The WHO report said that while the possibility that the new strain could be more deadly could not be ruled out, further research was needed.
Although higher pathogenicity of this new line cannot be ruled out, the severity of infections can also be explained by young age, preterm birth and the absence of maternal immunity.
“Further analyzes are warranted to delineate the characteristics of this recombinant virus.”
However, the WHO added that, although based on the “limited” information, the risk to the public from the cluster of cases is still considered low.
It also highlighted that since many countries do not routinely report enterovirus infections, some cases may have gone under the radar.
WHO alert said echovirus 11 strain behind France’s newborn deaths appears to be new, with no previous data anywhere in the world
Enterovirus question and answer
What’s the situation?
More than a dozen young children in the UK have developed myocarditis (inflammation of the heart) in addition to an enterovirus infection.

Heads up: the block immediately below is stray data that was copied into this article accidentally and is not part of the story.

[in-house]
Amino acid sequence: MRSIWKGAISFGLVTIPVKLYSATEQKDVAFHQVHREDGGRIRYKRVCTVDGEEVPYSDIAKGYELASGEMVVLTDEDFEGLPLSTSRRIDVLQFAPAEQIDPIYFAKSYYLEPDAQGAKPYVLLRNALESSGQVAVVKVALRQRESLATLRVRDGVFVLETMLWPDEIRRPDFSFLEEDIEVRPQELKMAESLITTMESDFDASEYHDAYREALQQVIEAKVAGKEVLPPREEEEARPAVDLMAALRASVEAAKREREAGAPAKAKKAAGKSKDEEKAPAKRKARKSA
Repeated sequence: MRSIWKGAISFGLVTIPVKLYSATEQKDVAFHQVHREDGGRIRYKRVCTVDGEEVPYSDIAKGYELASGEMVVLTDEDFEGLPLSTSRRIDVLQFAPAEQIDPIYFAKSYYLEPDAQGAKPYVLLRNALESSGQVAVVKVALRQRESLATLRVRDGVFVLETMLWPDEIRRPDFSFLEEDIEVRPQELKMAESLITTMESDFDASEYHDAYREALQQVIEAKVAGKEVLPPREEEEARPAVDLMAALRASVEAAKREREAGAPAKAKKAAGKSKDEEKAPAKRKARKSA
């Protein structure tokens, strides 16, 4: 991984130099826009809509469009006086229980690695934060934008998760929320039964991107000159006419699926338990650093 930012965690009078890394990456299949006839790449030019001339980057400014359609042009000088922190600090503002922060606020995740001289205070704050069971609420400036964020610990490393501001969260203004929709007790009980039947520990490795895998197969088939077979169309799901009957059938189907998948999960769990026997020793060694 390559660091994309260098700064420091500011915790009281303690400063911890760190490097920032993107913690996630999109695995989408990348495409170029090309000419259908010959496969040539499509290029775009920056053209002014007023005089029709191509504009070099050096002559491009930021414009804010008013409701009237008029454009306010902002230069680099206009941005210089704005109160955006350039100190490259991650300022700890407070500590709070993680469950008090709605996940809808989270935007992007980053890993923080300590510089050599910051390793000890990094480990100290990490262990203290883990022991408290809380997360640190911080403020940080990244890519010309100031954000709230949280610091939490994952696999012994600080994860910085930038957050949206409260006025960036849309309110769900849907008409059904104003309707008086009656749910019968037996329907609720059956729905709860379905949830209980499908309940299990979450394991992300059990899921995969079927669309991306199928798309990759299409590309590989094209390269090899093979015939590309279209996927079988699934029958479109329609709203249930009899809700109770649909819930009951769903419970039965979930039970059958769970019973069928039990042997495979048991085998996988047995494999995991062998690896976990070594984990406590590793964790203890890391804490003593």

How many cases have been detected?
Between June 2022 and March 2023, ten cases have been reported in South Wales and five in South West England.
How many children have been hospitalized?
Eight youths were treated in intensive care, where they were intubated, ventilated and given blood flow support.
Details of six cases are unclear, so the number may be higher.
Have any children died?
One child died before being transferred to tertiary care, part of a hospital that provides highly specialized treatment.
However, a South Wales couple has shared details of the death of their son Elijah, who died in similar circumstances.
As this death occurred in March 2022, outside the nine month period defined by Public Health Wales, it is not being investigated as part of the official cluster.
What’s behind the outbreak?
Experts don’t know.
But health chiefs from Public Health Wales are investigating the reasons for the cluster of cases and looking for other cases to be reported in the coming weeks.